Many companies have entire teams dedicated to customer retention — you can usually find these people in customer service or account management. However, siloing those responsible for managing customer relationships isn’t a good strategy if you want to improve the overall customer experience.
By integrating Salesforce’s customer service apps or implementing tools like Desk.com or Service Cloud, everyone can have access to customer complaints, issues, and requests. This information can be used to not only offer solutions, but upsell existing products or services that may be a better fit.
You can also use customer service data to reach out to customers who are currently experiencing issues — by letting them know you’re aware of what’s going on, you make them feel heard. Likewise, if an issue is taking too long to resolve, you can see who’s assigned to the ticket to make sure it’s getting addressed.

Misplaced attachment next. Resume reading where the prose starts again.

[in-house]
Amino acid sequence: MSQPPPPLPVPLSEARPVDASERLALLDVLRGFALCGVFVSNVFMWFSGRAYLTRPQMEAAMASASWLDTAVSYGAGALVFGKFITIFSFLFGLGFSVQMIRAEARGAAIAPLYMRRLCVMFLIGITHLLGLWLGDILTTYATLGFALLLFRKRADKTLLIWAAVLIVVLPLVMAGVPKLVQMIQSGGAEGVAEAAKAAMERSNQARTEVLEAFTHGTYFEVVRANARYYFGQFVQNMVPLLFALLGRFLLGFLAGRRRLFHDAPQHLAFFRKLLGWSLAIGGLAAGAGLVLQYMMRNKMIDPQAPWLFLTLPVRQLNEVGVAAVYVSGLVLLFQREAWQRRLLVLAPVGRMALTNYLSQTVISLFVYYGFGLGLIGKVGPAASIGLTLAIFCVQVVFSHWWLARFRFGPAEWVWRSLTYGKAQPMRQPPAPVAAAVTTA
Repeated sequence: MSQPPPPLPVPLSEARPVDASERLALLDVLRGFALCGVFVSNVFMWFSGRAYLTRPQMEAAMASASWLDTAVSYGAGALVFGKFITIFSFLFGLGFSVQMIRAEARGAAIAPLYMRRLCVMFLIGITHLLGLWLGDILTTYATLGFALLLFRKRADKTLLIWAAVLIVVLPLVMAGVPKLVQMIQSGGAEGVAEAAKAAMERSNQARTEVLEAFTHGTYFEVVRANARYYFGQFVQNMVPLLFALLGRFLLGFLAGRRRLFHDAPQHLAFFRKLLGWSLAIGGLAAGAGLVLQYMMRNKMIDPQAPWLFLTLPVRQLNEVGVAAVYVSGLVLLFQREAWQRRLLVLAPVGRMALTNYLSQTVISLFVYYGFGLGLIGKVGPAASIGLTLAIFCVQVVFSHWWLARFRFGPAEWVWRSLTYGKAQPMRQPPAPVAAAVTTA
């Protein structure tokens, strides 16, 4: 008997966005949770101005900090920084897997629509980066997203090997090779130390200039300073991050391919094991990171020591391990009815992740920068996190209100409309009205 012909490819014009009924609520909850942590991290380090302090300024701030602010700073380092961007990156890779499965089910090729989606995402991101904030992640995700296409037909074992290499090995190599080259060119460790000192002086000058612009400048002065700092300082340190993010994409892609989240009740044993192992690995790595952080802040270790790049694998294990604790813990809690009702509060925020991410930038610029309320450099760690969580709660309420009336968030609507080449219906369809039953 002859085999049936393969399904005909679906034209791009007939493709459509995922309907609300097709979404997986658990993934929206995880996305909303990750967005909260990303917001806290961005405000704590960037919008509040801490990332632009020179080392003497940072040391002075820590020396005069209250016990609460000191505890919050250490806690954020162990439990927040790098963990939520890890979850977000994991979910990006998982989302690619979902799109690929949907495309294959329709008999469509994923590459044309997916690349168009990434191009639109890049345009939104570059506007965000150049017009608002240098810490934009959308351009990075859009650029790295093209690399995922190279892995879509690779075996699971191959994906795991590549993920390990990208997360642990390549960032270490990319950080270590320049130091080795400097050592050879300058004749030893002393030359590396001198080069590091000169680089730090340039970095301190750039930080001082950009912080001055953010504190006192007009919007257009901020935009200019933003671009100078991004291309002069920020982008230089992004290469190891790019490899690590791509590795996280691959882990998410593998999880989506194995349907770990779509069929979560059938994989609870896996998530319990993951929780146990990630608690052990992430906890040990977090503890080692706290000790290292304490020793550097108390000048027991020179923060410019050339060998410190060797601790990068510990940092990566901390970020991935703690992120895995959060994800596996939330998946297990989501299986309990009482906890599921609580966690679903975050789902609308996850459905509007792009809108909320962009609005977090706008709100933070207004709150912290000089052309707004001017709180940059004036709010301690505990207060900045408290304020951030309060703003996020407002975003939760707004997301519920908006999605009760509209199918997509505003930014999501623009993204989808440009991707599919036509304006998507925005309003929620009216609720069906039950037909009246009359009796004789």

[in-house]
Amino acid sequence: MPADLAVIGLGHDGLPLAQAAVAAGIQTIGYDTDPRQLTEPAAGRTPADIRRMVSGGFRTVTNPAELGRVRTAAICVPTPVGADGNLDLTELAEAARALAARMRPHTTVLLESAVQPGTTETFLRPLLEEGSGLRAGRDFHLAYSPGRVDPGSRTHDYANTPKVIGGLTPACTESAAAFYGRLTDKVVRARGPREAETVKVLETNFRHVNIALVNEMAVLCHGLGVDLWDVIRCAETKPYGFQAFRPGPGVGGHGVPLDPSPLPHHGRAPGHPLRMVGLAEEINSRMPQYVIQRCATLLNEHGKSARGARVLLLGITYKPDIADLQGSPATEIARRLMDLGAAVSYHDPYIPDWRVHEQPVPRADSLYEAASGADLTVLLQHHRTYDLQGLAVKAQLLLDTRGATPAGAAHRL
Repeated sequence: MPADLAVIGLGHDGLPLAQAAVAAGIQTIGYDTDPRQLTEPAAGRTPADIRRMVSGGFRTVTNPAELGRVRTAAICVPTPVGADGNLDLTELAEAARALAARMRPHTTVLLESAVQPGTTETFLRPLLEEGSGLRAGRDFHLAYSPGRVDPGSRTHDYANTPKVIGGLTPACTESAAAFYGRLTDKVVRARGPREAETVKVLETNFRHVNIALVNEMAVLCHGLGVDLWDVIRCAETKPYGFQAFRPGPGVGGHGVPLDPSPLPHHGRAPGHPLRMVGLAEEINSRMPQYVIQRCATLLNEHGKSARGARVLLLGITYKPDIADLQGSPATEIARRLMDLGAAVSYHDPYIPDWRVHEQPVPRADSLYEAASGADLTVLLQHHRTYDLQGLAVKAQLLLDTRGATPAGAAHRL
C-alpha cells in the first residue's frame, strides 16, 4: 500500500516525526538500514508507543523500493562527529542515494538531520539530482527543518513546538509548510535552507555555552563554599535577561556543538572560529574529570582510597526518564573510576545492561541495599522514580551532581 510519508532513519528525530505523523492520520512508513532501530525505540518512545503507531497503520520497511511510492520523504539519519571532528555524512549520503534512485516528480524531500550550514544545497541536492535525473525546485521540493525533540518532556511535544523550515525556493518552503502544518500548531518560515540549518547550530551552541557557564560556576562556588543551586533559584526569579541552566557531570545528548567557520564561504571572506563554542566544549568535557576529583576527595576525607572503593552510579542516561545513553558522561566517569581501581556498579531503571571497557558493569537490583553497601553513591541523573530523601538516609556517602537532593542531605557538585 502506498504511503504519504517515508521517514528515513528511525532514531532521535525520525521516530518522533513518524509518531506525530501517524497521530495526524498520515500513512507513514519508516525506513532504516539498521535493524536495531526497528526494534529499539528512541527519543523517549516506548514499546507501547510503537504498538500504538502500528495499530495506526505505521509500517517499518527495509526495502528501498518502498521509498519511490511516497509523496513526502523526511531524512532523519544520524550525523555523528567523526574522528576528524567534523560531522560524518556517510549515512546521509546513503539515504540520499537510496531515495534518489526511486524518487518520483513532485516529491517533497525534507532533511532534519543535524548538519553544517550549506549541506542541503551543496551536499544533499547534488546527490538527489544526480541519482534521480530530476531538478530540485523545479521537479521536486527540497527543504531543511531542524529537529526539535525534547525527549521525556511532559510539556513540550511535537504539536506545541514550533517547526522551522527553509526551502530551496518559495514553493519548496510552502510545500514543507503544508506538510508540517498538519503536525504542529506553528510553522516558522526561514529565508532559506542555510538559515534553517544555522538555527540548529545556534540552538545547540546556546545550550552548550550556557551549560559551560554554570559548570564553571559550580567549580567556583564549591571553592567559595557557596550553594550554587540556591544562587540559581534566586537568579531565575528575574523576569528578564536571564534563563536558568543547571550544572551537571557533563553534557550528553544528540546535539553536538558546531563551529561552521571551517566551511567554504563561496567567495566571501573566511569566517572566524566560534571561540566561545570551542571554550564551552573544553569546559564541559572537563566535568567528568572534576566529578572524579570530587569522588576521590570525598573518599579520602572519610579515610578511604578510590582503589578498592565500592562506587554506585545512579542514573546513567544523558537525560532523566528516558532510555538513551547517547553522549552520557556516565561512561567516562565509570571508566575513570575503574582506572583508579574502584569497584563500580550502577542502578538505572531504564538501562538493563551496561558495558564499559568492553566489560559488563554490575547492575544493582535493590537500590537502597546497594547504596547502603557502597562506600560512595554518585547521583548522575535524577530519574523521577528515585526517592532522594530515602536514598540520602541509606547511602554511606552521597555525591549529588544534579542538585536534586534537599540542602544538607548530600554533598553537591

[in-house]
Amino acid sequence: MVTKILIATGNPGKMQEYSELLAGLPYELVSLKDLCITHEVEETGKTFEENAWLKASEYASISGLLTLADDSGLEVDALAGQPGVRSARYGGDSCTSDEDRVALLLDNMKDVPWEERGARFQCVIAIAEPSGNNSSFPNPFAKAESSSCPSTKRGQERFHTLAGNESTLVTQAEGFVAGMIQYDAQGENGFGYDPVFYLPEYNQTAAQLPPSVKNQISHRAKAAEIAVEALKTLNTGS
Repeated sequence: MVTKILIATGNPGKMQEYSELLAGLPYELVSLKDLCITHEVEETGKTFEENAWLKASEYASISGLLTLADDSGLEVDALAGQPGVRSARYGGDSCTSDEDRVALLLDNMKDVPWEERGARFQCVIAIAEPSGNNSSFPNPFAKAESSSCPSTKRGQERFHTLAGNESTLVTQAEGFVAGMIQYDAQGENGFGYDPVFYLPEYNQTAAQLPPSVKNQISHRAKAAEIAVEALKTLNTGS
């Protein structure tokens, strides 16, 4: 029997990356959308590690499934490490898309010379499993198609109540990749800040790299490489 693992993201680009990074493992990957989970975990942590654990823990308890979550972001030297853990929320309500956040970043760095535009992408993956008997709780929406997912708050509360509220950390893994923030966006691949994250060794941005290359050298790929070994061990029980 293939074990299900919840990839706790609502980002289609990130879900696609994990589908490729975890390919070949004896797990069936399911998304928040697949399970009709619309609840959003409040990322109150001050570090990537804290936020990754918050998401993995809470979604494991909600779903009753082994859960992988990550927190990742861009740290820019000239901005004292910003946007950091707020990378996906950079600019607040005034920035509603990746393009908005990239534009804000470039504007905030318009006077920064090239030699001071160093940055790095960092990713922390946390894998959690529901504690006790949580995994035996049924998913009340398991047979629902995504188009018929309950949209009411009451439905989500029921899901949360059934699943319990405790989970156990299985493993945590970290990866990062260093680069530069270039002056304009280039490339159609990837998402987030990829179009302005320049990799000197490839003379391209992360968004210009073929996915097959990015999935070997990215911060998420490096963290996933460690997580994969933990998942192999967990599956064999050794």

At the end of the day, customer retention means responding to customers, even if it doesn’t guarantee a sale. When sales teams switch out of acquisition mode and instead ask, “what can I do to build a deeper relationship with this customer?” they will be surprised by the results.
Manage customer service with Salesforce (Image Source)
Are you focused on customer retention?
Although customer acquisition is a fast and effective way for sales teams to increase revenue, it’s not the most sustainable strategy for long-term success. Paired with customer retention, however, it can be.
By implementing strategies to acquire new customers and retain existing customers, your company makes a choice to invest in future sources of revenue. Responding to the needs of your customer and continuously improving their experiences will not only earn their trust, but keep them coming back to your company, product, or service — again and again and again.
If your company is interested in using Salesforce to improve customer retention and grow company revenue, our team of certified Salesforce consultants is ready to help. Give us a call today at (317) 297-2910 or send us an email at email@example.com to learn more.